Data, data, data. We have so much, but do we know the full power of all the information that we have at our fingertips? With the increasing complexity and sheer size of data sets and marketing capabilities, artificial intelligence (AI) and its subsets (natural language processing, computer vision, and machine learning) present an efficient way to organize and utilize all of this data to use for gathering insights from digital analytics. These subsets have become increasingly popular over recent years for improving ROI and increasing overall profits due to their accurate predictive nature. Here are just some of the ways organizations are already leveraging machine learning solutions.
Natural Language Processing
If you have ever used a chatbot or Siri, you have been exposed to natural language processing (NLP). The human language is extremely complex and varied. Although in theory language is structured, in reality, syntactic, semantic, and phonetic variation exist within languages, meaning that it can be difficult to assign set goals for textual or verbal extraction. In this case, NLP is important because we can ‘teach’ a program to identify syntactic, semantic, and phonetic patterns to organize data in that way.
Why do we care?
Processing millions of words would take people far too long when we can instead train a program to structure data in a form that we can use to inform marketing strategies.
Computer vision is changing not only the way we shop, drive, and log into devices, but it is changing the way we market as well. One of the major ways we can utilize vision programs is by implementing contextual ads. For example, say you were advertising a yoga studio. Third-party partners can scan sites to look for images similar to yoga, for example a site displaying yoga poses. They do this by using image segmentation (abbreviated process seen below). At this point, an ad for your yoga studio can be placed, ensuring that you are hitting a more relevant audience than you might with strictly audience targeting.
Another use for computer vision is for social listening. These types of programs can identify when your brand has been mentioned or its photos have been used which can give you more insight on how the brand is doing. Computer vision is relatively new in the marketing space and is by no means perfect, as segmentation of an image is much harder than segmentation of a word. Currently, initiatives leveraging computer vision are being pioneered by companies like GumGum and Vibrant Media. Overall, trends in advertising do not indicate that this type of advertising will replace contextual and user targeting so much as it will be an additional option for targeting. Audience and contextual targeting will still be crucial due to reliability of 1st and 2nd party data.
Why do we care?
As marketing professionals, we must move quickly to capture the right audience at the right time. With the visual nature of our society, we can use the abilities of vision technology to diversify our targeting options when it comes to digital marketing.
While machine learning and NLP are very similar in the way that they mine through data, the major difference is that NLP is linguistically focused, meaning that the data must be structured first. However, machine learning focuses more on the statistical side of processing structured data. Machine learning is used within NLP practices frequently. The most common way we see machine learning being used in marketing pertains to targeting curation and bidding strategies. For bidding, the days of manual selling and buying of inventory are numbered. We now use machine learning algorithms as much as possible to determine the most optimal and efficient bid for the inventory.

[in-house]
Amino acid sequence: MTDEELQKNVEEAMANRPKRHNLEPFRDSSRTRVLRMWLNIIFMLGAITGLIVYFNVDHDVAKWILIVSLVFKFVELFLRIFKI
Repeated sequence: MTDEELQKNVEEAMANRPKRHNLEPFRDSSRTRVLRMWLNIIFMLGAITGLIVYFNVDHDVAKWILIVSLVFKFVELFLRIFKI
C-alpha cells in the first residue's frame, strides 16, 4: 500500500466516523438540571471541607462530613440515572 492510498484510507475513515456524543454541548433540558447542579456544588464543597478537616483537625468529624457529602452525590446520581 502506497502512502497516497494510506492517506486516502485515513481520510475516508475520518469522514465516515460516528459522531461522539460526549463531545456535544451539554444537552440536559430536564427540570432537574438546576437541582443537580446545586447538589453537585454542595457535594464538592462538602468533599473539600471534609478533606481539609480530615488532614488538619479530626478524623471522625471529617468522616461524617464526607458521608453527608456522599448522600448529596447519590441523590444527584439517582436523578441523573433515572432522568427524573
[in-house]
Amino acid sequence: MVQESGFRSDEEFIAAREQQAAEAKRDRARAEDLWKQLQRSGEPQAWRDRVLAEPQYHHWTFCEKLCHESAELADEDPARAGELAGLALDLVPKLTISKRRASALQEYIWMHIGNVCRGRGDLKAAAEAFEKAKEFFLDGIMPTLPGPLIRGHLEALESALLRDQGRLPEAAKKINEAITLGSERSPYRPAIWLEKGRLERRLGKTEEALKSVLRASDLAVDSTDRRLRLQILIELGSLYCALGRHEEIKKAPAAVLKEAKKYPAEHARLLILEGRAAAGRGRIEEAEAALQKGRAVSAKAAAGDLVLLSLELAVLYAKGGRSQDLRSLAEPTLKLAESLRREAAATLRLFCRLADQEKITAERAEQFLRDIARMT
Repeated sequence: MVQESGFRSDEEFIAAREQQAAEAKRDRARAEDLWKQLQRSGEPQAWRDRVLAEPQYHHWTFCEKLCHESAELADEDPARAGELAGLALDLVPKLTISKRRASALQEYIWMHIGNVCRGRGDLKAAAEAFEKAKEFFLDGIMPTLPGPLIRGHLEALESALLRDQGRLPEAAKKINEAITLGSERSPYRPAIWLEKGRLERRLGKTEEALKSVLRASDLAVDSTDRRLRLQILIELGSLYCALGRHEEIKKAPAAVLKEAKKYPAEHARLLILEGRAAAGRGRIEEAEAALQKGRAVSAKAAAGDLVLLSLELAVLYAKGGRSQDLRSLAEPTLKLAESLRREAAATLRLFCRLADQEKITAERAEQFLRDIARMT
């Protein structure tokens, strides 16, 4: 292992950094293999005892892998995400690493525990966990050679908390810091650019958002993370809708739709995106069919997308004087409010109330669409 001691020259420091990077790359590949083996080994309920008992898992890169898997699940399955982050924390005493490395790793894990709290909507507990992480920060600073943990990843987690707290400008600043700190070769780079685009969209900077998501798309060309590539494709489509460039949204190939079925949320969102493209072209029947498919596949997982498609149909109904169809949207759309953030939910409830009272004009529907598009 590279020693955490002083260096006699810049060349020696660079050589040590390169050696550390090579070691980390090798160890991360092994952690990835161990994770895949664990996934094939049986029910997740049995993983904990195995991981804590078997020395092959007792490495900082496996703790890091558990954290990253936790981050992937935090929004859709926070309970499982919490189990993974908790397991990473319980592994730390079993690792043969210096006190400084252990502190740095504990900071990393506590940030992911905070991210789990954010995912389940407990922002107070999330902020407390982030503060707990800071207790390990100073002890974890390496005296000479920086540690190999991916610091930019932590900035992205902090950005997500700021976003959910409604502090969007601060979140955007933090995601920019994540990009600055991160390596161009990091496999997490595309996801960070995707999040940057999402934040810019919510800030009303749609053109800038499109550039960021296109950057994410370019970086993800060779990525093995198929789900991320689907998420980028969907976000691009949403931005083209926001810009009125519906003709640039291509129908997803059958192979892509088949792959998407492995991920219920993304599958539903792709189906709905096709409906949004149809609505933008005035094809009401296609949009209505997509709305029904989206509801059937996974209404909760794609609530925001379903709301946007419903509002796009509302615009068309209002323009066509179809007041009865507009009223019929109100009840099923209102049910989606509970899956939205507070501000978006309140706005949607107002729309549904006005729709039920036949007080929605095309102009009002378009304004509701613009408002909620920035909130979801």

This has gone even further with the development of bid multipliers within the programmatic landscape. You can set up multipliers which, if a certain aspect is called (device type, audience, geo, etc.), can exceed your max set bid by a certain percent if the algorithm detects that the inventory that you’re bidding on is very likely to outperform the KPI.
As for audiences, these algorithms can make audience segments based on patterns seen. For example, this is how Facebook lookalike audiences are created. After the algorithm determines the audience segment, it can look for patterns seen outside of that segment (instances that occur less often) and determine that it could be a lookalike and be a predicted close performer of the earlier determined segment.
Why do we care?
Machine learning gets us closer to an efficient bid and to a more relevant audience. With the marketplace becoming more and more competitive due to additional levels of bidding (preferred, header bidding, etc.) as more brands leverage digital media, we must do what we can to remain competitive yet cost-effective with our bidding and audience strategy.
The future is full of opportunity for AI and marketing. One interesting example which already exists is the use of geotargeted advertising within cars: with the creation and further development of self-driving cars, consumers will be able to see geo-relevant advertising while in the car.
Looking into the future, there will be more automated bidding options. Although bidding is already automated to a certain extent, advertisers are somewhat limited in defining KPIs that the algorithm will optimize toward. We might see something that allows an algorithm to plan and set bids for more specific KPIs beyond CPMs and CTRs. With all of the granular data that we will be able to acquire and organize with the use of AI, further customization of ads will be possible. Using dynamic creative and data, we will be able to display creative that resonates more closely with the target audience.
Overall, as marketers, we need to take full advantage of the technological developments in front of us to make informed, efficient, and effective marketing decisions.